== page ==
“I think there’s a little piece inside of me which the fire didn’t get to,” she said in an interview last year. And when you meet her… WOW… it is absolutely incredible to witness how she’s emerged from such horror and pain with grace, humility and an unwavering passion for her life. And for the people she loves.
Her resilience, perseverance and eternal gratitude for her life is inspiring, captivating and contagious. She shared her story, raw and real, and left us with some truths to ponder. All with a side of humor (she’s very funny!).
1// Take off your mask. Turia wore a mask for two years to protect her face and help smooth out her scars. It also became a part of her – she felt naked without it. But when she finally took off the mask, she was finally able to simply… be. To step out into the world with dignity and pride. That night she invited us to take of our own mask. The one we hide behind in order to fit in, to make ourselves feel accepted, wanted, loved. The people who really matter will love you for exactly who you are. It’s that authenticity that people find irresistible. It’s that authenticity that will draw you towards the people and the ideas and the jobs and the connections that will truly transform your life. So be brave. Step up and own your ‘onlyness‘.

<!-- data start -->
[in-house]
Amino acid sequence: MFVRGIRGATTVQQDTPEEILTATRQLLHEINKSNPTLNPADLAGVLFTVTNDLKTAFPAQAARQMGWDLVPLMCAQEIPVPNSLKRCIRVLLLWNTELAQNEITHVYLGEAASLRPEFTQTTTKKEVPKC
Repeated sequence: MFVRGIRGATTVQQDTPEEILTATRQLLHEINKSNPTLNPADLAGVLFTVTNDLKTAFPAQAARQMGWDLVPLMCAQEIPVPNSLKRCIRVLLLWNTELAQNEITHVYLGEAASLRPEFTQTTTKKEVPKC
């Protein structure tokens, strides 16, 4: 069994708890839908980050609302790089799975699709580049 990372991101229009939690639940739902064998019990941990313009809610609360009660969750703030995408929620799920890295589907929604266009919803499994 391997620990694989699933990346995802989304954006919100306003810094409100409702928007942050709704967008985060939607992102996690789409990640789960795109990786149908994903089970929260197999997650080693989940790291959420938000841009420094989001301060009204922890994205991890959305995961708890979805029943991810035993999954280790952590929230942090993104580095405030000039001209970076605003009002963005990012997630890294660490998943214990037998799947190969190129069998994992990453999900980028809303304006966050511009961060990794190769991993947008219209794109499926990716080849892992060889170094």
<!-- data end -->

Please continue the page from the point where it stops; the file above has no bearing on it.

2// Use your imagination. Before the fire, Turia spent every possible hour surfing, running, hiking, moving her body. When she returned home from the hospital, it was extremely frustrating, and confusing, for her not to be able to do the things that had once taken so much of her life. Eventually, she turned to a past-time from her youth – her love of reading. Stories were her escape. Books transported her to a different world, forgetting about her pain for even just for a few hours, and ignited her imagination. Kick-start her innate creativity. So, take time out of your everyday reality and tap into that boundless, childlike imagination that we all have buried under expectation, duty and the stereotypes of adulthood. Play. Explore. Dance. Dream. And never give up on that dream.
3// Practice gratitude, every day. “You don’t have to wait for something bad to happen to make a change,” said Turia. She urges us to stop wasting our precious time complaining about what we don’t have, and start celebrating the things that we do have. To shift our focus from criticizing our thighs to thanking them for allowing to wander and explore our community, our city… the world. Run while you can. Dance because you can. Because we’re human, constantly changing, ever-aging and never stagnant. So seize today, and make it count. Let’s stop hating on our bodies and start thanking it for allowing us to do all this wonderful stuff. Give yourself a big hug. Go on. Give it a big squeeze.
Turia Pitt is a passionate Ambassador for Interplast, a not-for-profit organisation working to improve the quality of life for people in the Asia-Pacific region with disabilities as a result of congenital or acquired medical conditions such as cleft lip and palate or burn scar contractures. Get involved or find out more about Interplast.
How has Turia’s story touched you? What mask do you want to be rid of, and what will it mean for you? What can judgments and criticisms of your life and your body can you shed, and replace with love?
I’m so looking forward to hearing your input in the comments below!
With love and light,